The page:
Galaxy Watch 4 Walkie Talkie app catches up with the Apple Watch

Galaxy Watch 4 Walkie Talkie app catches up with the Apple Watch

Smartwatches are around for years now, and Apple has managed to stay its spot at the highest despite the amount of Android Wear, now Wear OS, devices within the market. The Apple Watch is arguably before the race in terms of platform features, but Wear OS isn’t that far behind. Samsung’s new Galaxy Watch 4 series seems to push Google’s wearable platform to new heights, and it’s getting a long-delayed feature that, somewhat ironically, still leaves Wear OS one step behind.

Admittedly, it’s debatable whether a walkie-talkie feature is that notable, but it’s something that the Apple Watch has and Wear OS doesn’t, a minimum of not officially. Introduced back in 2019, it’s just about a smartwatch implementation of an old push-to-talk system, allowing users to quickly call another Apple Watch user at a press of a button. There are questions on whether Wear OS officially needs such a function, and third-party apps have stepped up to fill the necessity within the meantime.

It seems that Samsung is trying to shut the gap with a politician Walkie Talkie app of its own. Now available on Google Play Store, the WalkieTalkie Wear OS app works a bit like the Apple Watch version, requiring that users pair with another smartwatch to determine a moment of one-on-one connection. It seems to be ready to work without a smartphone, but Samsung recommends using it with a smartphone around a minimum of for the primary time.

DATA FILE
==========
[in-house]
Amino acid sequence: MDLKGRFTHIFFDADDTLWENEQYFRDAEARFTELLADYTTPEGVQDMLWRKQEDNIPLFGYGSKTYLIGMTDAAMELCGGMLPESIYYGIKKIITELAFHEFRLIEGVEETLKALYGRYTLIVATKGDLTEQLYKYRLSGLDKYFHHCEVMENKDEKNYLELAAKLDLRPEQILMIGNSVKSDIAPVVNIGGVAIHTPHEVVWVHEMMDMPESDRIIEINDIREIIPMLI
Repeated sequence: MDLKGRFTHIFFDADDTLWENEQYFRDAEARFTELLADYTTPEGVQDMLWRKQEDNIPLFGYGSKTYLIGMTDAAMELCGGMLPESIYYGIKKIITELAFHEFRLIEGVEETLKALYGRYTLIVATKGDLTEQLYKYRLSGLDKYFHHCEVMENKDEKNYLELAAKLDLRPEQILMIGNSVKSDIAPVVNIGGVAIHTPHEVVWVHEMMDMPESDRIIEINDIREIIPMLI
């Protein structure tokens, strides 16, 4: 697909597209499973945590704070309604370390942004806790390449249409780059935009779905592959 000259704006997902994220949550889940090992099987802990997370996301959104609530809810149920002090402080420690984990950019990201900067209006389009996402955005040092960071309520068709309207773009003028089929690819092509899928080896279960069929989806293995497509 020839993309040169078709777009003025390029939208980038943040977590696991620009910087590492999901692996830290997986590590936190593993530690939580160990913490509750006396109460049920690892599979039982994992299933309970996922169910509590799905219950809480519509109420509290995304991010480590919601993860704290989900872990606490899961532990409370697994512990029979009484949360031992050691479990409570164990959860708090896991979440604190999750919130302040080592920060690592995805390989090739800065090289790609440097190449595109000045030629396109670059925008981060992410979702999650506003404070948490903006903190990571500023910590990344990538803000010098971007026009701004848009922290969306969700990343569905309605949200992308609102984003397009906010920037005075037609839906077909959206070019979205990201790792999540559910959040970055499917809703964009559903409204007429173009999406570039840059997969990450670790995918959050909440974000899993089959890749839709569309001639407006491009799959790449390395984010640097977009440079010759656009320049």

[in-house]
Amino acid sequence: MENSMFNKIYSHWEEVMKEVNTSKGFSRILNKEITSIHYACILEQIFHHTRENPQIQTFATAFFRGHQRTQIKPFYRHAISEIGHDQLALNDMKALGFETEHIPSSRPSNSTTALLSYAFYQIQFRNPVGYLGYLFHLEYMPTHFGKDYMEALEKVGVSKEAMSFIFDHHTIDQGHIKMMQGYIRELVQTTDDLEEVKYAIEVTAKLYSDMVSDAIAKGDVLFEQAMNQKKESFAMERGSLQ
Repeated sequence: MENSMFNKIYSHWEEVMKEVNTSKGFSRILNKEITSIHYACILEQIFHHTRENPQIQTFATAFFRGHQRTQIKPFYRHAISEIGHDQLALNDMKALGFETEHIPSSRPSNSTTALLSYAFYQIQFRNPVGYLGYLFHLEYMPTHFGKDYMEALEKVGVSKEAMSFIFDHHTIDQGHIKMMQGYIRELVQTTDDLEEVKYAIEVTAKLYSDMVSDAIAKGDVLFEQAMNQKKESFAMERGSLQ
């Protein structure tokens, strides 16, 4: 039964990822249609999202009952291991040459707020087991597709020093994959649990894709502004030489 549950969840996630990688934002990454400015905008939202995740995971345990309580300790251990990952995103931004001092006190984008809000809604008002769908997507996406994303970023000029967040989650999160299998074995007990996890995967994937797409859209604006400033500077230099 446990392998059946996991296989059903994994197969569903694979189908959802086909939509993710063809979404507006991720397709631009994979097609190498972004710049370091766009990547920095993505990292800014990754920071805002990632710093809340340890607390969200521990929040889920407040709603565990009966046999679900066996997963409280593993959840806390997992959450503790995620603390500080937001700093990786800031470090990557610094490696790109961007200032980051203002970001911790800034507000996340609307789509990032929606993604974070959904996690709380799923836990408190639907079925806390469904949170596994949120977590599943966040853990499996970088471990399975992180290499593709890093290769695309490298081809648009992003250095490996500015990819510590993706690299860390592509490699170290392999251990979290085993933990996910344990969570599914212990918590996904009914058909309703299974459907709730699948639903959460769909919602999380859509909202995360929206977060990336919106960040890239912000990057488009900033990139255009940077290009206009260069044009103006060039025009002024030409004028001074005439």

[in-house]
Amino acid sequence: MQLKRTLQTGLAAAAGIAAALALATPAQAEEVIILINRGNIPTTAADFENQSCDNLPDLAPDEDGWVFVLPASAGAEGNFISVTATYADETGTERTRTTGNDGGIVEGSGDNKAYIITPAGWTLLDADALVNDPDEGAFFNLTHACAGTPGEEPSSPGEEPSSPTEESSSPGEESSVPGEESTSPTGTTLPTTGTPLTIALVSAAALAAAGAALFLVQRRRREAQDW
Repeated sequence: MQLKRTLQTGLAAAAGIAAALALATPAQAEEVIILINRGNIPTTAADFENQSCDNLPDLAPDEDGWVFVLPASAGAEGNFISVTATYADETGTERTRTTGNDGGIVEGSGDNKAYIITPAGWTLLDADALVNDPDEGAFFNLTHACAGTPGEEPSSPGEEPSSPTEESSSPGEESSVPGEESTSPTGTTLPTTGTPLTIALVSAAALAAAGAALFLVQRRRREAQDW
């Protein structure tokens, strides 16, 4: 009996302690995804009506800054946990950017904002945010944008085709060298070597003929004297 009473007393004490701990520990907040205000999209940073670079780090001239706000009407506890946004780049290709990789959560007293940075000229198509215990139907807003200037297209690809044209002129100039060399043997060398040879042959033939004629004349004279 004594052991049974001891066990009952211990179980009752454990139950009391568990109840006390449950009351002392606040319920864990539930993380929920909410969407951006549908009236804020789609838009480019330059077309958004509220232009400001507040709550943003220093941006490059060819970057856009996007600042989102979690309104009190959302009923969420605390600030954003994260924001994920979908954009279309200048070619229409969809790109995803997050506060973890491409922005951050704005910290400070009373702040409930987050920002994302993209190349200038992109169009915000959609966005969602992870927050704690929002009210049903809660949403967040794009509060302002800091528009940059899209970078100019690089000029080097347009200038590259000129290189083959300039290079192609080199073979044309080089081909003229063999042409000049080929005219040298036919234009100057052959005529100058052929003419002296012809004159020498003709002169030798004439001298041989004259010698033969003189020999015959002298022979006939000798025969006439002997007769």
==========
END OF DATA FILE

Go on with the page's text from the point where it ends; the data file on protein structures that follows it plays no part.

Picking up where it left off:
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Despite being a Wear OS, the app is compatible only with the Galaxy Watch 4 and Galaxy Watch 4 Classic. To some extent, this doesn’t exactly bode well for Wear OS at the end of the day. But, on the other hand, wear OS 3 is the first version to support custom user experiences like Samsung’s One UI, paving the way for an equivalent OEM fragmentation seen on Android phones.

Of course, there have always been brand-exclusive apps and watch faces on Wear OS for years now, but the fragmentation is that big, especially when it involves UIs and aesthetics. It remains to be seen whether this new chapter in Wear OS’ history will change that, but, a minimum of for the nonce, things are looking a touch bright for Google’s wearable future.

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